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How involved a patients school work should be expected?

Private Duty   (2,852 Views | 14 Replies)

SLHLPN has 27 years experience and specializes in Tele, Cardiac Stepdown, (New) Peds PD.

3,757 Profile Views; 17 Posts

If a patient is non-verbal and home schooled, how much participation in the patients school work is expected by the PDN? I am new to PD and looking for input. Thank you in advance! :-)

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JustBeachyNurse has 10 years experience as a RN and specializes in Complex pediatrics turned LTC/subacute geriatrics.

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What are you being asked to do? I've been in a case with home schooling due to serious injury or illness. I did the medical care, helped with positioning/support, checked or applied splints & braces, assisted with adaptive equipment. The home school teacher was experienced working with students like my patients.

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SLHLPN has 27 years experience and specializes in Tele, Cardiac Stepdown, (New) Peds PD.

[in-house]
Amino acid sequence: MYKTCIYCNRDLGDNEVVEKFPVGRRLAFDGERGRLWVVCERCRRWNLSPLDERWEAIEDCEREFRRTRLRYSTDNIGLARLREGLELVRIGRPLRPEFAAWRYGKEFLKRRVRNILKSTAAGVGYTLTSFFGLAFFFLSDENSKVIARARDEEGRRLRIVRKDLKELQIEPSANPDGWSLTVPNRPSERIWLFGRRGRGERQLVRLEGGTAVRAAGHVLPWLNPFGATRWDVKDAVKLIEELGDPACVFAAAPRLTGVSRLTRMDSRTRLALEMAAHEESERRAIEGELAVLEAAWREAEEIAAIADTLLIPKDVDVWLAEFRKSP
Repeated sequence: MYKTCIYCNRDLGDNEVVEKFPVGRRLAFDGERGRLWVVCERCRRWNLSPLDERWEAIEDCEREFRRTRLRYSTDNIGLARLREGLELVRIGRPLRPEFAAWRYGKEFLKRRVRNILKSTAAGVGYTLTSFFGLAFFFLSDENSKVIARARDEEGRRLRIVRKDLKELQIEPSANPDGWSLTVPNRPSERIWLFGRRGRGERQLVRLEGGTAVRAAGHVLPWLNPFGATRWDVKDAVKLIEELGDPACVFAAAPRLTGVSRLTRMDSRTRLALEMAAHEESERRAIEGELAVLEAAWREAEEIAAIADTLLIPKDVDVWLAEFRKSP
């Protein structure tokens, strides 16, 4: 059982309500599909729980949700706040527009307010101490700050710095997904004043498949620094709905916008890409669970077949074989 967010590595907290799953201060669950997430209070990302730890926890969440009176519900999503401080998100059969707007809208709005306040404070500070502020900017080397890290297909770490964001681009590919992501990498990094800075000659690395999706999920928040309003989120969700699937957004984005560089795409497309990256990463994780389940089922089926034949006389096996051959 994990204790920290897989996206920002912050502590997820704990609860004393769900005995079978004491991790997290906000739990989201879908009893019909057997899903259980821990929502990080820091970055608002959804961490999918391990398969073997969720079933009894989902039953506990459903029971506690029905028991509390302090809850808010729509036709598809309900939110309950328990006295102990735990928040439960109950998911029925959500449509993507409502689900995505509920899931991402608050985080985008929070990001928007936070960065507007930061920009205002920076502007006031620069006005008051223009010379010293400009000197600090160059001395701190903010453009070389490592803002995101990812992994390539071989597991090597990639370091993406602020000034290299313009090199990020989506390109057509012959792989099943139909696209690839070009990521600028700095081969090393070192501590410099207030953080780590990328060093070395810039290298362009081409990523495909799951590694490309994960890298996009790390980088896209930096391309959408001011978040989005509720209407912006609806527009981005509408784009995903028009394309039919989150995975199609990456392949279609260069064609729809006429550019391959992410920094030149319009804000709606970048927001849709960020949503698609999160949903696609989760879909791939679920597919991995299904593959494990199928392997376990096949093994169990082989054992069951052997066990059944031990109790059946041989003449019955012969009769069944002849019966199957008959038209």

17 Posts; 3,757 Profile Views

So far, sit with him during on-line classes and ? guess how he is responding to the teachers questions. He is non-verbal but does answer questions SOMETIMES by moving his tongue or feet.

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JustBeachyNurse has 10 years experience as a RN and specializes in Complex pediatrics turned LTC/subacute geriatrics.

1 Follower; 1 Article; 13,946 Posts; 100,819 Profile Views

Can he operate an adapted switch? That may work. I've never done "traditional" homeschooling with a child it's always been a 1:1 teacher due to home bound status

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SLHLPN has 27 years experience and specializes in Tele, Cardiac Stepdown, (New) Peds PD.

17 Posts; 3,757 Profile Views

He is working with ST on a DynaVox that picks up his eyes. His responses are very intermittent. ST is trying to get CG to use a head or foot switch as needed. His responses OVERALL are pretty random, so pretty much it would be a guess at answer to a question at this point. Thank you!

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4 Followers; 37,675 Posts; 102,940 Profile Views

If this is addressed in the care plan and no one comes to the house for teaching/reinforcing, or the family does not get involved, then you would need to use your judgement about how involved you need to get. Normally, this type of activity is not part of our regular duties, and not addressed on the nursing care plan, but most will assist in order to facilitate matters. You should touch base with the instructor(s) so that whatever effort you make does not contradict what they are trying to do. It may seem like it does not matter, but you don't want the family to get an erroneous impression and then get upset over it.